Anti-C1q antibody as a marker of disease activity in systemic lupus erythematosus
The present study was conducted to examine the usefulness of anti-Clq antibody as a marker of disease activity in Indian patients with systemic lupus erythematosus (SLE). We standardized the assay for detection of IgG anti-Clq antibody using ELISA. The normal cut-off level was determined by testing 57 healthy, age and sex matched controls to be 53 units/ml (mean +/- 2 SD). Patients with SLE (97 females and 13 males) were studied and the following parameters were obtained on all: SLE disease activity index (SLEDAI), anti-Clq, anti-ds DNA and C3. Correlations were tested between these parameters using Spearman’s rank correlation coefficients. Anti-Clq was found positive in 66 (60%) patients while anti-ds DNA was found in 78 (71%). The positive predictive values of anti-Clq and anti-ds DNA for lupus nephritis were 59 and 61 per cent respectively. The titres of anti-C1q correlated positively with SLEDAI (P
Keywords Anti-C1q – lupus activity – lupus nephritis -systemic lupus erythematosus
Assessment of disease activity in systemic lupus erythematosus (SLE) can be quite difficult. Sometimes an underlying sepsis can mimick flare of disease. Laboratory markers such as anti-ds DNA, C3, C4, CH50 and urinary sediment abnormalities provide an objective assessment of lupus activity1-5. Since all these parameters have their drawbacks, the search for new serum markers continues6-9.
A few studies have examined the role of anti-Clq antibodies as a marker of lupus activity10-15. Anti– C1q antibodies seem to correlate with active renal SLE12,14,15. One study showed that anti-Clq antibodies correlated with the proliferative forms of lupus nephritis and the rise in titres of anti-C1q preceded the development of clinical activity of disease by 6 months with a positive predictive value of 50 per cent”. Another study reported a correlation between the ongoing production of IgG anti-C1q and proliferative lupus nephritis16. Anti-Clq antibody is not specific to SLE; in fact, it has been described in rheumatoid vasculitis, urticarial vasculitis, idiopathic membranoproliferative glomerulonephritis and IgA nephropathy17-21. There are no data on the role of anti-C1q antibody in SLE in the Indian population. The present study was planned to evaluate the role of anti-Clq antibody as a marker of lupus activity and to document its association, if any, with organ involvement.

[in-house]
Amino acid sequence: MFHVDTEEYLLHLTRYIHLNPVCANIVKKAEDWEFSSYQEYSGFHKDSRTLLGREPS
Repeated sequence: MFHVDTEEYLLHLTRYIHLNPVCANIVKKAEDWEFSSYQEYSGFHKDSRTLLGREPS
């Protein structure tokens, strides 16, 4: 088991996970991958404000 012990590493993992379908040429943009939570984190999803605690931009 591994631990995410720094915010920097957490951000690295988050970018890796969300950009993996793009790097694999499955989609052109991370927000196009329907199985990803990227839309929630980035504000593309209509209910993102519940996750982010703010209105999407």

Material & Methods
Consecutive SLE patients (97 females, 13 males) were recruited from the Rheumatology Clinic of our hospital between April 1995 and March 1998. All the patients conformed to the 1982 Revised American College of Rheumatology criteria for the classification of SLE21. The disease activity was expressed as a clinical score ‘SLEDAI’ according to the method described by Bombardier et al22 . The work-up of each patient included, besides detailed history and physical examination, the following laboratory investigations : ANA by indirect immunofluorescence 23, C3 by single radial immunodiffusion 24 , anti-ds DNA by ELISA25 and anti-Clq antibody by ELISA12. Important reagents for these assays included: anti- C3, C1q, anti-human IgG-biotin conjugate and streptavidin-HRP conjugate (Sigma, St. Louis, USA) and anti-human IgG-FITC conjugate (Dakopatts, Denmark). Nunc ELISA plates (Denmark) were used for the anti-Clq assay. Anti– ds DNA kit was obtained from Diamedix Corporation (Miami, Florida, USA). Anti-C1q antibody was also estimated in 57 age and sex matched, healthy controls to establish the normal range, Routine investigations such as complete blood counts, ESR, urine analysis, chest radiograph, ECG, liver function tests serum urea and creatinine were performed in all patients. Other investigations which included renal biopsy, echocardiography, ultrasonography, CT/MRI were carried out as and when indicated. Criteria for lupus nephritis included 24 h urinary protein excretion > 0.5g and urine microscopy showing cellular casts or 5 or more red blood cells per high power field. Consenting patients meeting these criteria underwent kidney biopsy. The study design was a cross-sectional one and, therefore, no follow up assessment was planned.